Nikon CoolPix 880Advanced features, and "Assisted Creative Photography" in a compact 3.3 megapixel package!
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Page 2:Executive OverviewReview First Posted: 8/26/2000
From it's model number, you'd expect the Coolpix 880 to be a simple upgrade of the earlier Coolpix 800. In fact though, the 880 has much more in common with the top of the line 990 than the earlier 800. It presents itself as an extremely compact, feature-laden camera that can tackle just about any shooting situation. Additionally, the more extensive control layout remains well laid out and uncomplicated to use. The camera still maintains both a real image optical viewfinder and an LCD monitor display for image composition, with a very detailed LCD information display reporting a lot of exposure information, including aperture and shutter speed settings. In Playback mode, the LCD gives an equally informative readout on captured images, and offers an index display of thumbnails and a playback zoom option.
Optically, the Coolpix 880 is equipped with an 8 to 20 mm, 2.5x zoom lens (equivalent to a 38 to 95 mm lens on a 35 mm camera), made up of nine elements in eight groups (all made from environmentally friendly glass, we might add). Zoom is controlled via the W and T buttons on the back panel and two different lens apertures, ranging from f/2.8 - f/4.2 or f/7.8 - f/11.3 in the Aperture Priority and Manual exposure modes, with actual values depending on the lens zoom setting. A 4x digital zoom can be turned on and off through the settings menu and offers an incremental zoom range in 0.2x steps. The Coolpix 880 also provides a wide array of focusing options, including Continuous and Single autofocus as well as a manual control. Under the autofocus setting, you can set the desired focus area, or let the camera decide on its own (which displays a set of five possible focus targets on the LCD panel and bases focus on the object closest to the actual lens). You can also activate a focus confirmation mode, which outlines the area of the image that the camera is focused on.
Exposure-wise, you get fairly extensive control under the Manual exposure setting. When you turn the camera on, you have the option of Full Automatic, Scene, Programmed, Aperture Priority, Manual or Custom exposure modes, in addition to the Play and Setup modes. Under the Full Automatic exposure mode, the camera handles everything, from the shutter speed to the white balance. The Scene exposure mode lets you choose from a variety of preset "scene types," such as Beach, Portrait, etc., where the camera automatically adjusts the exposure to handle specific lighting situations. Programmed mode puts the camera in charge of shutter speed and aperture, but gives you increased exposure control over ISO, white balance, focus, etc. Aperture Priority gives you the same amount of exposure control, only you can adjust the lens aperture setting while the camera chooses the appropriate shutter speed. Manual gives you total control over everything, which is something we really like. Shutter speeds are adjustable from eight to 1/1,000 seconds (with a bulb setting for longer exposures) and you have two choices of aperture, varying slightly with lens focal length as described above. Finally, the Custom exposure mode works along the same lines as Manual mode, only you get to determine a series of exposure presets for shooting in the same conditions frequently. The camera remembers all the settings for each preset, allowing you to recall them quickly.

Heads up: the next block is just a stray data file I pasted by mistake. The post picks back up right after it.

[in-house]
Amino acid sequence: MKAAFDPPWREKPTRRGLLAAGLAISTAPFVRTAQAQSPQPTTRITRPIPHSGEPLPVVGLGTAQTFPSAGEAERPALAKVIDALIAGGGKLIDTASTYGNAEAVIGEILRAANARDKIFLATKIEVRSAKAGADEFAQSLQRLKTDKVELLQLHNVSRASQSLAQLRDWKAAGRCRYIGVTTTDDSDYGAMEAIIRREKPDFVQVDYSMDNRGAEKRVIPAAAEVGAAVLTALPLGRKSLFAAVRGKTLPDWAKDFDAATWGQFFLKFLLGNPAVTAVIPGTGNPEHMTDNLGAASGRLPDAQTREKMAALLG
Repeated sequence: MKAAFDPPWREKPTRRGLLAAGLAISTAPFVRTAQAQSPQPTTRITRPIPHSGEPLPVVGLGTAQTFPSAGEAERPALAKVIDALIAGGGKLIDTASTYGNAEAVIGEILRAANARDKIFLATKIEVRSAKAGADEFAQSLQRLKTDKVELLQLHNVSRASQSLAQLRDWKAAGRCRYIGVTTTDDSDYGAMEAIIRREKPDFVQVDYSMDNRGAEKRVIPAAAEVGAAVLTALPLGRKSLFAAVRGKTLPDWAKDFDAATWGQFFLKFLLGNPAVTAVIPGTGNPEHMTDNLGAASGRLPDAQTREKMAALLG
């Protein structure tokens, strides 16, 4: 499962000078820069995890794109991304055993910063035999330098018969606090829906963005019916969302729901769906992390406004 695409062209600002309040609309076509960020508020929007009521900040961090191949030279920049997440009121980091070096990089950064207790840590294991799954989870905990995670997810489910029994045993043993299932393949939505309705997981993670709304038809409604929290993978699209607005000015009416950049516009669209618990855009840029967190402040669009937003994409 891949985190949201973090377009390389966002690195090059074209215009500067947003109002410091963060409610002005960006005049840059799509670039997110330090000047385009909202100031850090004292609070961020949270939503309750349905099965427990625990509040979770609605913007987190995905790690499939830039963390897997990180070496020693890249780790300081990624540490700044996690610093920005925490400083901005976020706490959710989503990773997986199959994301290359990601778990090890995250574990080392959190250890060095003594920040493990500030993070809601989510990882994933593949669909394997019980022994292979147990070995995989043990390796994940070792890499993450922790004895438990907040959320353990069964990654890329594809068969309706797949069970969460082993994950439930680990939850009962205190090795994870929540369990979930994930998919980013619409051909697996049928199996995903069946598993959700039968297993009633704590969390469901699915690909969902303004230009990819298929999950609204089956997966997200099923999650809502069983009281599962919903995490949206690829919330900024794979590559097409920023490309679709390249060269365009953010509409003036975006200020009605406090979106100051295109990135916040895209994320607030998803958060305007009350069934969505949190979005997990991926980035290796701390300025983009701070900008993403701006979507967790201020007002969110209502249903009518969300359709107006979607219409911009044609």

The Coolpix 880 continues with Nikon's other outstanding features like Auto Bracketing, the Best Shot Selector, and a variety of continuous shooting modes. In addition to the Continuous and Multi-Shot 16 shooting modes, the 880 also offers an Ultra High-Speed Continuous (approximately 30 frames per second with a total of 80 QVGA shots) and a Movie mode (up to 40 seconds of QVGA sized images at 15 frames per second). There's also a VGA Sequence mode which captures approximately two frames per second as long as the shutter button is held down. We also enjoyed the extensive white balance menu (Auto, Preset, Fine, Cloudy, Incandescent, Fluorescent and Speedlight) and the variety of metering options (the famous 256 Matrix mode, Center-Weighted, Spot and Spot AF Area). The camera also provides several image enhancement tools, including the ability to alter the in-camera sharpening, increase or decrease the contrast and brightness, or turn the image into monochrome black and white.
The Coolpix 880 uses CompactFlash for image storage and runs off of a rechargeable Nikon EN-EL1 lithium-ion battery (charger included) or a 2CR5 lithium battery. The camera supports both USB and standard serial connections (using a dual purpose port), for quick connection to a PC or Mac. There's also an NTSC video cable (European models ship with PAL) for connecting to a television set.
We've always liked Nikon's Coolpix line, and we have to say that the 880 is a welcome addition to the family. The Coolpix 880 gives you as much control as you want, with the luxury of putting the camera in charge of everything as well. It's well suited as a "bring along" camera for photo enthusiasts, yet easy to use for the non-photographer. - And it takes great pictures to boot!
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